The celebration is a local holiday in the Virgin Islands, also called Liberty Day and D. Hamilton Jackson Day.

Jackson was born Sept. 28, 1884, on St. Croix in what was then the Danish West Indies. His education began at East Hill School where both his parents were teachers. He went on to earn a law degree.

From a young age Jackson is said to have been interested in the issues of the day, taking a stand and defending his positions with courage and conviction. Jackson played a prominent role in the social, economic and political develop of the islands.

In 1915, with the help of Ralph Bough, Jackson organized the first labor union on St. Croix, the St. Croix Labor Union. He served as president of the organization. The union allowed laborers to use organized protests and discussions for seeking better work conditions and higher wages in place of the physical uprisings of the past.

Later that year Jackson was selected by the union to travel to Denmark and intercede on their behalf by informing King Christian X and the Danish Parliament of the living and work conditions of the people and to advocate for higher wages and health benefits. The business sector was irritated and considered Jackson a “trouble maker.”

Among the workers and residents of St. Croix, however, his commitment against strict labor laws that confined free people to work for a few landowners in poor conditions immortalized him as the “Black Moses,” according to Government House. The results of his efforts were improved wages and labor laws beneficial to all workers.

On the trip to Denmark, Jackson also petitioned for a free press. Since 1779 the Danish government had strict censorship on all publications in the islands. There was an ordinance authorizing only government-subsidized newspapers. Jackson was successful in having the censorship removed. Shortly after returning home he published the first free press publication on St. Croix, The Herald. Jackson served as the editor of the newspaper and used it as a voice for the people to expose corruption and to educate the laboring class.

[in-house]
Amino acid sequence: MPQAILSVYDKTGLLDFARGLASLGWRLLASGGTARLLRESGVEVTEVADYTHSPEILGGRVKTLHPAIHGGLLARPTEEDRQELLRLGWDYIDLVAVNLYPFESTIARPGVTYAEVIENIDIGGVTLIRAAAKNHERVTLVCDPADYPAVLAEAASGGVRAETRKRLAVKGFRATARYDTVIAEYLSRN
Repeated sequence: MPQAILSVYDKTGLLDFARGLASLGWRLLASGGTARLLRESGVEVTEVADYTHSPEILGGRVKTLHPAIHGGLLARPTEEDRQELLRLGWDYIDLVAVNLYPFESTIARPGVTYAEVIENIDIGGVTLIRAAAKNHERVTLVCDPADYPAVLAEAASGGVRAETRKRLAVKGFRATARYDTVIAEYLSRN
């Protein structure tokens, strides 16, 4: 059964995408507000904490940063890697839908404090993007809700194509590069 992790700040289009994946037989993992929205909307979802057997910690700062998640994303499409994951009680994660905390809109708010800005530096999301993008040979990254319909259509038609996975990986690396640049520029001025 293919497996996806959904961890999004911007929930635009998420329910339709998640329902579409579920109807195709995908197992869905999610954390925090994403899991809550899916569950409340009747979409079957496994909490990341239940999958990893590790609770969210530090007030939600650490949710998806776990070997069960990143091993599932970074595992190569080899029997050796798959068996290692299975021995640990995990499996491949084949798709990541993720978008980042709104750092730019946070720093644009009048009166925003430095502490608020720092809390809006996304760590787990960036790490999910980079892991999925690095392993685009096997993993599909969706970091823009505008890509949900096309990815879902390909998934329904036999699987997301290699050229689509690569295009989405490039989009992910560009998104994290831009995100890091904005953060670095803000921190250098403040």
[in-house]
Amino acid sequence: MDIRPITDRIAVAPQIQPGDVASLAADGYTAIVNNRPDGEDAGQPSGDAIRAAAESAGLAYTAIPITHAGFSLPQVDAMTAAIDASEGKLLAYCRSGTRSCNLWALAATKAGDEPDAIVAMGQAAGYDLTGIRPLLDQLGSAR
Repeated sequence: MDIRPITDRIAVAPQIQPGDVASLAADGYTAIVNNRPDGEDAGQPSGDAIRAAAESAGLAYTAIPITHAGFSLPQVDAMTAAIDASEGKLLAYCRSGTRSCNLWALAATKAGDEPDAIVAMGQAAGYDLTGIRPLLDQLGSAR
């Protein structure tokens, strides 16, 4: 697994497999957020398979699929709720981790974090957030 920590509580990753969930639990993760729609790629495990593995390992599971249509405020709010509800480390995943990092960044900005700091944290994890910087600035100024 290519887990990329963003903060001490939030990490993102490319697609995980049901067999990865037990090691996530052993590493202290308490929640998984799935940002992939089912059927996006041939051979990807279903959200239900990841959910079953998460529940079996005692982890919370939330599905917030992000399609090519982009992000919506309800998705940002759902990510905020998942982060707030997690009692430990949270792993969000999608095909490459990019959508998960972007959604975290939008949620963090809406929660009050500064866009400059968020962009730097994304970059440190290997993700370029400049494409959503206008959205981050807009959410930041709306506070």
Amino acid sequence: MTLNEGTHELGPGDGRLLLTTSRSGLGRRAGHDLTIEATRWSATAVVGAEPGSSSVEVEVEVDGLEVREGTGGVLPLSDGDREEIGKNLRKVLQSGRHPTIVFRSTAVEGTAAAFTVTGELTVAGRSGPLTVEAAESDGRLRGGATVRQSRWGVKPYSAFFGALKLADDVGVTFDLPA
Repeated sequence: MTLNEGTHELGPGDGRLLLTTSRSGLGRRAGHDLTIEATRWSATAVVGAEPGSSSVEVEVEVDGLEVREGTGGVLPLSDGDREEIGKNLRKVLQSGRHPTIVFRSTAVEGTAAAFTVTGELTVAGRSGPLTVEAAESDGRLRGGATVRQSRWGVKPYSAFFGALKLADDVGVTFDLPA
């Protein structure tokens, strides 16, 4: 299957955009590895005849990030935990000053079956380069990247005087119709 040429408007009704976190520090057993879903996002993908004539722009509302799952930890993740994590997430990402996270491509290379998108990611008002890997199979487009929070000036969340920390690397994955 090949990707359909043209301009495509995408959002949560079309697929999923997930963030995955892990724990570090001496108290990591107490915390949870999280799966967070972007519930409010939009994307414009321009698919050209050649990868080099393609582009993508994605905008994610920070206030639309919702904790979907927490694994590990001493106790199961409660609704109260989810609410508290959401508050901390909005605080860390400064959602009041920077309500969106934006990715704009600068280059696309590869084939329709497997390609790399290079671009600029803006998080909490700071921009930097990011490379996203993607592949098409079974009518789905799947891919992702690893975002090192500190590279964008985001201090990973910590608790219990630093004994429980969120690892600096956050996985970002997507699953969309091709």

In the early 1900’s Denmark was considering selling the islands to the United States. Jackson, who was frustrated with the empty promises for reform that the Danish government had always given, led the way to gaining support for the transfer of the islands. The Danish West Indies was transferred to the United States in 1917.

Jackson served on the Colonial Council of St. Croix from 1923-1926 and on the Municipal Council of St. Croix in 1941 and 1946. During these terms he often served as a spokesperson, and in the latter post traveled to the nation’s capital to speak on pertinent issues affecting the new U.S. territory, like citizenship for the islands’ people.

He served as a judge of the Municipal Court of St. Croix from 1931-1941 and played a role in the development of the 1936 Organic Act, the body of laws that gave the territory a measure of self-government over internal affairs.

Jackson was the first chairman of the St. Croix School Board. In private law practice he provided legal services, often without charge, to islanders.

Jackson died May 30, 1946. He had served St. Croix people as an educator, an editor, a labor leader, lawyer and legislator.

The day is a legal holiday in the U.S. Virgin Islands, and public schools, local government offices, V.I. Superior Court and the Legislature will be closed. It is also a banking holiday.